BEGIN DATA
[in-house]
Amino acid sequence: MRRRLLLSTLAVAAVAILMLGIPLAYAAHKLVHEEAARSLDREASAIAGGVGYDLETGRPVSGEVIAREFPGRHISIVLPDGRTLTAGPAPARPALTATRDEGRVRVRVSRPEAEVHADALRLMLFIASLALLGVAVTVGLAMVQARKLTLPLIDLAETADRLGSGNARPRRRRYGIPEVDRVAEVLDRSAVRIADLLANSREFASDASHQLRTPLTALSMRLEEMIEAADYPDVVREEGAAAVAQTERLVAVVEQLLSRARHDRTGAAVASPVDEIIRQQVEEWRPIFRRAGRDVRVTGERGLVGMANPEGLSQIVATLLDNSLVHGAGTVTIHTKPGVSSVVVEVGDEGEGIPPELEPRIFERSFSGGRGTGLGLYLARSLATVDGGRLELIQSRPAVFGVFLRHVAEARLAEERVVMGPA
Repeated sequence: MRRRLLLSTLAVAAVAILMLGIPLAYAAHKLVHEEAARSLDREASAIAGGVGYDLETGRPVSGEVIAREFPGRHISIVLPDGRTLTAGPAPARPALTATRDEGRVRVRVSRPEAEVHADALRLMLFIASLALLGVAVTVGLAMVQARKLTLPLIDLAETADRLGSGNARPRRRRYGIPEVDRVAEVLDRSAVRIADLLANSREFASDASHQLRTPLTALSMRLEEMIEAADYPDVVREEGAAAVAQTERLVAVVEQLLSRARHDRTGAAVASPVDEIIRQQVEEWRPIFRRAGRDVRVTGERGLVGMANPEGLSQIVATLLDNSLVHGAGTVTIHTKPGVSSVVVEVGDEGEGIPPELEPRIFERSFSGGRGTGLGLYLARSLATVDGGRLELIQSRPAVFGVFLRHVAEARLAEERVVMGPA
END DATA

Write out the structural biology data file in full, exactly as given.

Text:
[in-house]
Amino acid sequence: MRRRLLLSTLAVAAVAILMLGIPLAYAAHKLVHEEAARSLDREASAIAGGVGYDLETGRPVSGEVIAREFPGRHISIVLPDGRTLTAGPAPARPALTATRDEGRVRVRVSRPEAEVHADALRLMLFIASLALLGVAVTVGLAMVQARKLTLPLIDLAETADRLGSGNARPRRRRYGIPEVDRVAEVLDRSAVRIADLLANSREFASDASHQLRTPLTALSMRLEEMIEAADYPDVVREEGAAAVAQTERLVAVVEQLLSRARHDRTGAAVASPVDEIIRQQVEEWRPIFRRAGRDVRVTGERGLVGMANPEGLSQIVATLLDNSLVHGAGTVTIHTKPGVSSVVVEVGDEGEGIPPELEPRIFERSFSGGRGTGLGLYLARSLATVDGGRLELIQSRPAVFGVFLRHVAEARLAEERVVMGPA
Repeated sequence: MRRRLLLSTLAVAAVAILMLGIPLAYAAHKLVHEEAARSLDREASAIAGGVGYDLETGRPVSGEVIAREFPGRHISIVLPDGRTLTAGPAPARPALTATRDEGRVRVRVSRPEAEVHADALRLMLFIASLALLGVAVTVGLAMVQARKLTLPLIDLAETADRLGSGNARPRRRRYGIPEVDRVAEVLDRSAVRIADLLANSREFASDASHQLRTPLTALSMRLEEMIEAADYPDVVREEGAAAVAQTERLVAVVEQLLSRARHDRTGAAVASPVDEIIRQQVEEWRPIFRRAGRDVRVTGERGLVGMANPEGLSQIVATLLDNSLVHGAGTVTIHTKPGVSSVVVEVGDEGEGIPPELEPRIFERSFSGGRGTGLGLYLARSLATVDGGRLELIQSRPAVFGVFLRHVAEARLAEERVVMGPA